When Daisy and I got together, we realised pretty quickly that we have some common ground in our music taste, but there are areas where we diverge in our tastes a great deal. Like, to the point that there are a number of bands that one or the other cannot stand whatsover. I was reminded of this most clearly at Nuis@nce the other week, when there was a twenty-to-thirty minute section of the night where there was a succession of songs that I really couldn’t stand. It’s amazing how quickly I can vanish from the dancefloor when that happens.
Anyone, this may offend the odd indie kid. To redress the balance, I’ve asked Daisy to come up with ten bands that I love that she hates. Her list was rather longer than mine, I have to admit, but the final ten are at the end.
Jake Shillingford’s band are the one band, more than any one other, in Daisy’s collection that I really, really hate with an absolute passion. Smart-arsed, knowingly grandiose orchestral pop that tried far too fucking hard to become popular. Like the irritating kid at school who desperately wants to be popular, I recall Shillingford’s interviews in the music press in the nineties to be a succession of quotes about how huge and popular he wanted his band to be, and how fabulous a songwriter and singer he was. Like so many who have big ambitions and shout their mouth off about it, it never quite worked out like that. A number of minor chart hits, and then the law of diminishing returns kicked in – there were four albums in total (I was only aware of two until I researched this), and the obligatory reunion/anniversary gig that every band seems to think they deserve. Some things are better left forgotten.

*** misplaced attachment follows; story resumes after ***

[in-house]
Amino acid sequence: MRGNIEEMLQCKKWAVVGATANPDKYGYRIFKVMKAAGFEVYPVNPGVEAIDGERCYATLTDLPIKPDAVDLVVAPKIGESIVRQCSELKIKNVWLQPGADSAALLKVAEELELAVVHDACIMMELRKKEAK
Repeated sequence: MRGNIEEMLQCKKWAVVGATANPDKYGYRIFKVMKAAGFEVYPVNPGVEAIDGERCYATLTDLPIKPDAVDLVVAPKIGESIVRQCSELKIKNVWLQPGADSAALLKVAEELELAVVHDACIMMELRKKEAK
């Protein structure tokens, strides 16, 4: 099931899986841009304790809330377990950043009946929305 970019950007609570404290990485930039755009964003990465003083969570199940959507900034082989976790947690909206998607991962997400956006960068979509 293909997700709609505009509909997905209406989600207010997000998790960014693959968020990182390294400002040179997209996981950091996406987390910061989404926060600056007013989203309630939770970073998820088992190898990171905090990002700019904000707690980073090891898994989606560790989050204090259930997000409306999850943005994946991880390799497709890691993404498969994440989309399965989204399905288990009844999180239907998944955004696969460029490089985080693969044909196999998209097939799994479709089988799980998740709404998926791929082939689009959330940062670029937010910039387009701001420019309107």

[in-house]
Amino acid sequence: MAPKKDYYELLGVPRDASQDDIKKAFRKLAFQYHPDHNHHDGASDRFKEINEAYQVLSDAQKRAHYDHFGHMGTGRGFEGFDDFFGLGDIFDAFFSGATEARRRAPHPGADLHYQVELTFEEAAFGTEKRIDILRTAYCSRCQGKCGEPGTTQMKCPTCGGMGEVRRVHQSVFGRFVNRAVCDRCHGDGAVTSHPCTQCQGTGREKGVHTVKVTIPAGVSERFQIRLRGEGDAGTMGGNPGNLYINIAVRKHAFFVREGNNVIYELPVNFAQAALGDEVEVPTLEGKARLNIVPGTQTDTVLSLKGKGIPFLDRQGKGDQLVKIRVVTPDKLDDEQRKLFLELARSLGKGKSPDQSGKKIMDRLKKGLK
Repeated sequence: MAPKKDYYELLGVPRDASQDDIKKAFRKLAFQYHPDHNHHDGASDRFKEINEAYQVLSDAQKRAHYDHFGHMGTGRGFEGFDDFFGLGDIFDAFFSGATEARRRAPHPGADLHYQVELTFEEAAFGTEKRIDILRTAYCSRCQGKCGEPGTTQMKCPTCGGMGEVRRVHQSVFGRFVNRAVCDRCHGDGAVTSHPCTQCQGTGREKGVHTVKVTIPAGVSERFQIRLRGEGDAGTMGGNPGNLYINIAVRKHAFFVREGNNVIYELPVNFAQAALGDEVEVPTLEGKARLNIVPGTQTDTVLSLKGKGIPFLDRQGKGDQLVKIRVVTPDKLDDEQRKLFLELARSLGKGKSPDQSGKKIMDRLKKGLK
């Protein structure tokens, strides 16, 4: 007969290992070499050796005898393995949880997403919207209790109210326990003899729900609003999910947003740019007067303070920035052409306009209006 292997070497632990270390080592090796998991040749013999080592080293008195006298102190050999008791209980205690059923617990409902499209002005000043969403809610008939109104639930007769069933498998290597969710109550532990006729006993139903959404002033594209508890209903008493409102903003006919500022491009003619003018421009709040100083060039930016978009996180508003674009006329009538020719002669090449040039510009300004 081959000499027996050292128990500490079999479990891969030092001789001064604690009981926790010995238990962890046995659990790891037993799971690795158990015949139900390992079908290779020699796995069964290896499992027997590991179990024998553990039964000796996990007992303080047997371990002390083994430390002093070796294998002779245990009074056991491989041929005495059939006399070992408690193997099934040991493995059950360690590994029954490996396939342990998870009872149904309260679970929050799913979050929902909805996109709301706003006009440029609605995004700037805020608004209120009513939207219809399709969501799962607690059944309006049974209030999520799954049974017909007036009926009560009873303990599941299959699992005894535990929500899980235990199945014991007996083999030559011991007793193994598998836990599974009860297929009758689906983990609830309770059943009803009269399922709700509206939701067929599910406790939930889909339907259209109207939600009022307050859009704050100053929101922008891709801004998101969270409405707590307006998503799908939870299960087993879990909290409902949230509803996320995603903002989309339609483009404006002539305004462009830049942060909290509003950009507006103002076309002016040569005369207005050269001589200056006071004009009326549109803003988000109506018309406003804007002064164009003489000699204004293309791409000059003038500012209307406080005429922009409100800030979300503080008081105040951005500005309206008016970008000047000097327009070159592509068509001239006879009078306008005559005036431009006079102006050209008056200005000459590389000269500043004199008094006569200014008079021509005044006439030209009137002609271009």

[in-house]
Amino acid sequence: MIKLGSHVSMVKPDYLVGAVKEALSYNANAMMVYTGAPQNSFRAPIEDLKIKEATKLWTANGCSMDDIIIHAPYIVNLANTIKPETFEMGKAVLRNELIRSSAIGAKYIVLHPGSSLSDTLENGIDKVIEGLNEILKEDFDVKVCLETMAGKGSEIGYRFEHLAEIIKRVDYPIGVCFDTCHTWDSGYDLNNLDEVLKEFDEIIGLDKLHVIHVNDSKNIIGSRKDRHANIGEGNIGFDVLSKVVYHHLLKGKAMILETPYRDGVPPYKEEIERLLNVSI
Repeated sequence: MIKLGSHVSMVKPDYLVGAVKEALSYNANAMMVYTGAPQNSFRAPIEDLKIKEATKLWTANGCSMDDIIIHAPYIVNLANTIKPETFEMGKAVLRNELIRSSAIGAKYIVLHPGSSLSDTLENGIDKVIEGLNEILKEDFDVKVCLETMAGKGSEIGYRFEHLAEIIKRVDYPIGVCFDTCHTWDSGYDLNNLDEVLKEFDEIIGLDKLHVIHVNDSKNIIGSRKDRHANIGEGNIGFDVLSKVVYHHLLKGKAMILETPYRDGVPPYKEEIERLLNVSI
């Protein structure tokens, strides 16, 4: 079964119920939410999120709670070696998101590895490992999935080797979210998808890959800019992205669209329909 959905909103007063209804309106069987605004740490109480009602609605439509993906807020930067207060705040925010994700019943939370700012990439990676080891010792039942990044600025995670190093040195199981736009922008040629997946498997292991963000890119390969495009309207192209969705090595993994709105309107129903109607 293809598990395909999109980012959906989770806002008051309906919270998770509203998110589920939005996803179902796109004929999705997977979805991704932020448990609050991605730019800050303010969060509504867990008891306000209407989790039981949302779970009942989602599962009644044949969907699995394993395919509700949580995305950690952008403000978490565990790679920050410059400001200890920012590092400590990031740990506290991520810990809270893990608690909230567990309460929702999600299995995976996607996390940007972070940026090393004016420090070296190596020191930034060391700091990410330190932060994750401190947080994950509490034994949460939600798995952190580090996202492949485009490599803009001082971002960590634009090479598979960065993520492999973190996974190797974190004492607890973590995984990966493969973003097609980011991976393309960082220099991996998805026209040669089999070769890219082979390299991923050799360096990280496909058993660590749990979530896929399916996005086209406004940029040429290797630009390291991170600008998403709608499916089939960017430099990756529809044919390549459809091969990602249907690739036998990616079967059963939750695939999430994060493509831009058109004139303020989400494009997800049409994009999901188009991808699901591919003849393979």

I am, of course, apparently in the minority at nights like Nuis@nce when it comes to bands like My Life Story. Everyone else goes mad for 12 Reasons Why I Love Her (or if I’m really unlucky, the seven-minute-plus 17 Reasons Why I Love Her version) and Sparkle, apparently, but it is like nails down a blackboard to me. Shillingford’s oddly-flat vocals that try and hit heights that he clearly can’t reach, and the songs themselves are wannabe anthems that are little more than poor-quality knock-offs of the sixties orchestral pop meisterwerks that he so wanted his songs to be judged against.
Maybe it is just this kind of music – smart-arsed, knowing indie-pop music with highbrow aims – that I really hate. The Divine Comedy are in similar realms to My Life Story, I guess, although I will concede that Neil Hannon normally gave a good interview in the press, at least. Well, better than his unbearable music, which reached its nadir for me in pap like National Express – a “jaunty” song that to me felt like the arch-fop Neil Hannon looking down at the “proles” on the coach and having a laugh at their expense. This also struck me as a grab for fame rather than anything else, after much of his earlier output (with countless literary references) seemed destined for critical praise and not a lot of sales. Remarkably, there have been ten albums by the band now. They are another band I could probably name one of them at best, and if I hear no more from this band ever, it will be a good thing.
A classic example of a band becoming popular purely due to hype (and a few comments in the music press at the right time), they faded as the genre they were so part of – Britpop – vanished from view. A triumph of marketing rather than good songcraft, Menswear had perhaps two or three singles of note and the rest was entirely forgettable. Still, their ways with marketing weren’t wasted – Simon White became a successful band manager in the years following the band’s demise. Here’s hoping a reformation never happens, eh?
A Lo-fi, cheesy indie pop band with a Ramones fixation (and an unexpected love of Atari Teenage Riot), none of this helps in making me love a band that are really rather twee. I recall hearing them an awful lot on the Evening Session and John Peel shows on Radio 1 back in the nineties, but they never, ever grabbed me. Even if the vicious skewering of the Britpop scene in Long Live The UK Music Scene is quite funny to read, if not listen to. They are apparently, to their fans, endearingly lo-fi – which means they record everything on the cheapest equipment possible, and it shows. Lo-fi to me was always about bands having no aspirations, and no desire to evolve and improve.